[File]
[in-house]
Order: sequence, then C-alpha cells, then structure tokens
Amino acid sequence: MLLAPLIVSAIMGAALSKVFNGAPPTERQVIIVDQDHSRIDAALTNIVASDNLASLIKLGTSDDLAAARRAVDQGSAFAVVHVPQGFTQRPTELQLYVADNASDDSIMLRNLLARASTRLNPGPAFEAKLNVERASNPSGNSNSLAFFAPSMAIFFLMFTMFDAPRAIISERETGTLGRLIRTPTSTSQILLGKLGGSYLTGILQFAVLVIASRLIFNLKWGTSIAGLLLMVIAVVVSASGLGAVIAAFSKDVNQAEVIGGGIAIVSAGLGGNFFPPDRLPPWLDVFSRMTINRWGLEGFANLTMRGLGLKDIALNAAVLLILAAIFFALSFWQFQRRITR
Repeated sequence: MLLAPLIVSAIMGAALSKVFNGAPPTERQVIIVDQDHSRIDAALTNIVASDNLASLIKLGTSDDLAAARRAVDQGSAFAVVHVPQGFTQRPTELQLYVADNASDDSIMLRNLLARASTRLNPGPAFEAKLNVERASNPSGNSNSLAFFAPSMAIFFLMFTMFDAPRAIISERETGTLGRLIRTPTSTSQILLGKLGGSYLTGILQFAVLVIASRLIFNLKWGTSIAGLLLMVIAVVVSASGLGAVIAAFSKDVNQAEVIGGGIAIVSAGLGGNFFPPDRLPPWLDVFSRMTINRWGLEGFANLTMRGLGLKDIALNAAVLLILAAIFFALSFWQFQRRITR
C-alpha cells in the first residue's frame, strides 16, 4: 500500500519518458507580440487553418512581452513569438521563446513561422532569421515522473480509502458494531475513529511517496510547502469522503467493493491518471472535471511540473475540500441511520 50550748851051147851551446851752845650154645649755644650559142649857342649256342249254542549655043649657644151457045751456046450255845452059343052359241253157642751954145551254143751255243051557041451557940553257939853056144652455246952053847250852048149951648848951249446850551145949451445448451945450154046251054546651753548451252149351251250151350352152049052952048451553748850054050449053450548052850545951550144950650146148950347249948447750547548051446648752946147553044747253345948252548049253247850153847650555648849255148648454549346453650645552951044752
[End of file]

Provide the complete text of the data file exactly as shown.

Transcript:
[in-house]
Order: sequence, then C-alpha cells, then structure tokens
Amino acid sequence: MLLAPLIVSAIMGAALSKVFNGAPPTERQVIIVDQDHSRIDAALTNIVASDNLASLIKLGTSDDLAAARRAVDQGSAFAVVHVPQGFTQRPTELQLYVADNASDDSIMLRNLLARASTRLNPGPAFEAKLNVERASNPSGNSNSLAFFAPSMAIFFLMFTMFDAPRAIISERETGTLGRLIRTPTSTSQILLGKLGGSYLTGILQFAVLVIASRLIFNLKWGTSIAGLLLMVIAVVVSASGLGAVIAAFSKDVNQAEVIGGGIAIVSAGLGGNFFPPDRLPPWLDVFSRMTINRWGLEGFANLTMRGLGLKDIALNAAVLLILAAIFFALSFWQFQRRITR
Repeated sequence: MLLAPLIVSAIMGAALSKVFNGAPPTERQVIIVDQDHSRIDAALTNIVASDNLASLIKLGTSDDLAAARRAVDQGSAFAVVHVPQGFTQRPTELQLYVADNASDDSIMLRNLLARASTRLNPGPAFEAKLNVERASNPSGNSNSLAFFAPSMAIFFLMFTMFDAPRAIISERETGTLGRLIRTPTSTSQILLGKLGGSYLTGILQFAVLVIASRLIFNLKWGTSIAGLLLMVIAVVVSASGLGAVIAAFSKDVNQAEVIGGGIAIVSAGLGGNFFPPDRLPPWLDVFSRMTINRWGLEGFANLTMRGLGLKDIALNAAVLLILAAIFFALSFWQFQRRITR
C-alpha cells in the first residue's frame, strides 16, 4: 500500500519518458507580440487553418512581452513569438521563446513561422532569421515522473480509502458494531475513529511517496510547502469522503467493493491518471472535471511540473475540500441511520 50550748851051147851551446851752845650154645649755644650559142649857342649256342249254542549655043649657644151457045751456046450255845452059343052359241253157642751954145551254143751255243051557041451557940553257939853056144652455246952053847250852048149951648848951249446850551145949451445448451945450154046251054546651753548451252149351251250151350352152049052952048451553748850054050449053450548052850545951550144950650146148950347249948447750547548051446648752946147553044747253345948252548049253247850153847650555648849255148648454549346453650645552951044752